Short Sellers Lay Into Some Of This ETF's Holdings

Markets Benzinga

The conventional wisdom that rising oil prices often pinch refining equities is holding true this year as the VanEck Vectors Oil Refiners ETF (CRAK) is off nearly 5.6 percent. That compares with a year-to-date gain of 11.4 percent for the Energy Select Sector SPDR (ETF) (XLE), the largest equity-based energy exchange-traded fund.

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Refiners And The Energy Downturn

For a good part of the energy sector's downturn, refiners were widely heralded as the sector's lone bright spot. As major integrated oil names, exploration and production equities and oil services stocks plunged, refiners looked good by comparison.

With crack spreads a refiner's profit from turning crude into a finished, usable product coming under pressure, CRAK and its constituents are finally being pinched more so than some other energy industries.

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Short Interest

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Rising oil prices are stoking short interest in some of CRAK's holdings while bearish traders depart other segments of the energy patch.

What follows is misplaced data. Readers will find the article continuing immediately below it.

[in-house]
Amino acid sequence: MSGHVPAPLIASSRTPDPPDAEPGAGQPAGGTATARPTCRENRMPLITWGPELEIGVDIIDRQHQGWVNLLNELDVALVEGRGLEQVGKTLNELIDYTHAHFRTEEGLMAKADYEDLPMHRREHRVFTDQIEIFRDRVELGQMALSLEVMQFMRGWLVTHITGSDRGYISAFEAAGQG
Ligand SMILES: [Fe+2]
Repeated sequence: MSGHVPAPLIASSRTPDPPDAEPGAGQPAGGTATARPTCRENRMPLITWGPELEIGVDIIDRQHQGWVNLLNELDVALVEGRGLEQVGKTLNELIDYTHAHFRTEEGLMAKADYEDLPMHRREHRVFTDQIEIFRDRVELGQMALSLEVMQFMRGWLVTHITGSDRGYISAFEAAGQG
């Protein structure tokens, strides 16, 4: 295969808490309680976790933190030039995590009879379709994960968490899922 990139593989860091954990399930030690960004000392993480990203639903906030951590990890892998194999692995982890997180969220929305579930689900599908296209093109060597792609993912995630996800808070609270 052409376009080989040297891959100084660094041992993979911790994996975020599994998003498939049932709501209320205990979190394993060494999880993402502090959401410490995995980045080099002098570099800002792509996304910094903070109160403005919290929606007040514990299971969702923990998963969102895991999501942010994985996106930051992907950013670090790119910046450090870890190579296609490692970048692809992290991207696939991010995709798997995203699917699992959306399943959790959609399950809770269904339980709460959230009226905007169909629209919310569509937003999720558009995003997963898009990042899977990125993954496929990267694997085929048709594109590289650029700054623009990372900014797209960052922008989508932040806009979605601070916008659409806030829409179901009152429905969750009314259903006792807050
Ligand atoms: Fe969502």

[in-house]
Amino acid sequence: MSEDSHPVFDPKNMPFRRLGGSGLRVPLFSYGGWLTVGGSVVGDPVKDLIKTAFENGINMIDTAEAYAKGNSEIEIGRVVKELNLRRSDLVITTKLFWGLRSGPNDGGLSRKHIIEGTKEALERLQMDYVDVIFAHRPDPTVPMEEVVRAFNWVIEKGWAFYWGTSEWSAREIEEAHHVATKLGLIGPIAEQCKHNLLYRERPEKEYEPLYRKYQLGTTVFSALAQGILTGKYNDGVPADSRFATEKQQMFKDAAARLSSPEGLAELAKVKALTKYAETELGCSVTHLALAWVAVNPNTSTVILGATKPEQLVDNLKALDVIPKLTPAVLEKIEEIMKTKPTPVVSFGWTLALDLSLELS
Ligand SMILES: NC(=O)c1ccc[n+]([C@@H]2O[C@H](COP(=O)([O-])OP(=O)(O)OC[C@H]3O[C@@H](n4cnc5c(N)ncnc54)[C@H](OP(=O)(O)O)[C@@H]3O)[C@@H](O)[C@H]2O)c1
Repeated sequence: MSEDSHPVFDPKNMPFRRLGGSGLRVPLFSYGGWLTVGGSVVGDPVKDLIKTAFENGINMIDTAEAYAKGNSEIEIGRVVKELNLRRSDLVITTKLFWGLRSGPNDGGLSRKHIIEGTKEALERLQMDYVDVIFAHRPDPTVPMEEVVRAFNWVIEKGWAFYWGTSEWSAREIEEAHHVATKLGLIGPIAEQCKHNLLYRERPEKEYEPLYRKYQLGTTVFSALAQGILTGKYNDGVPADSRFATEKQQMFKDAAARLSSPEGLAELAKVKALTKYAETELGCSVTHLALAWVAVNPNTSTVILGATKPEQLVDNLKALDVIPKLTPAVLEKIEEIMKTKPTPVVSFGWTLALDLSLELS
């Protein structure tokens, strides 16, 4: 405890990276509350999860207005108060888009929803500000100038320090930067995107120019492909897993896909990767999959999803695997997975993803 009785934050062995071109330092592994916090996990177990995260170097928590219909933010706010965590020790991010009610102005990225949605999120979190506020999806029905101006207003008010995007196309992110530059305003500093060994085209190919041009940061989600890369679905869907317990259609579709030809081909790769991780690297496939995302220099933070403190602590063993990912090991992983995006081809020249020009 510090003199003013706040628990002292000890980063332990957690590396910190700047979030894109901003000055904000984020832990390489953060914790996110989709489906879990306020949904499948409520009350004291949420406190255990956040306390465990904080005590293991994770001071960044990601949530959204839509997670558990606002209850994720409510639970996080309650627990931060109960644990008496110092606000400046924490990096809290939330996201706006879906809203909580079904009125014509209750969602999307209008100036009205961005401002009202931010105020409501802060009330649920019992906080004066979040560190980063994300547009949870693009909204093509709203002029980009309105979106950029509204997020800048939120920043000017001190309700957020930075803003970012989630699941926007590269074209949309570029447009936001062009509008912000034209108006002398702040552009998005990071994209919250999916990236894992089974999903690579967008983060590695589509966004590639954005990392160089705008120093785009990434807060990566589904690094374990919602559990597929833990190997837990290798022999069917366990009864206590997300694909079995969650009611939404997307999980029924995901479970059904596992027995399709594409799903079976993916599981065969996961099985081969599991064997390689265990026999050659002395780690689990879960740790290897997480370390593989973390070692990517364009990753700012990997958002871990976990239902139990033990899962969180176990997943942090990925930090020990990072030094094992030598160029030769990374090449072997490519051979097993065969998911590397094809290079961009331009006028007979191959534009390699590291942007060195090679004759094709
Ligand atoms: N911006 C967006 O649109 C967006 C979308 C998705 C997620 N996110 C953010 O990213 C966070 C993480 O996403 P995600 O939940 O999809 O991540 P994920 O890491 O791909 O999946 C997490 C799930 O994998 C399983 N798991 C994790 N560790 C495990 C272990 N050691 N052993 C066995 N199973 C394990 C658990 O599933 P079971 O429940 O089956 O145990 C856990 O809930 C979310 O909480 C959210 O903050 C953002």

Average short interest across global oil and gas stocks has continued to decline, with short sellers covering a fifth of positions on average. While shorting levels are relatively lower at refiners, a marked increase in levels has been seen as the benefit of declining prices reverse, said Markit in a new research note.

Markit data indicate that over the past year, the percentage of shares of Western Refining, Inc. (WNR) on loan to short sellers has doubled to 49 percent. Western Refining is CRAK's third-smallest holding at a weight of less than 1.5 percent.

Alright, so elevated short interest in a stock not a major factor in CRAK is not a big deal. Applying that logic, it is notable that short interest in Phillips 66 (PSX), CRAK's largest holding at a weight of nearly 7.7 percent, remains elevated.

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Absolute short interest is relatively low at the Phillips 66 at 2.3 percent however; this represents $835 million in aggregate short positions, twice the level seen six months ago, said Markit. While refiners may be struggling as their margins suffer, the most shorted companies remain the drillers.

Year-to-date, the amount of refining shares on loan to short sellers is up 14 percent, the second-largest increase among six energy sub-groups, according to Markit data. Only integrated oil producers have a larger percentage of shares on loan to shorts at 42 percent.

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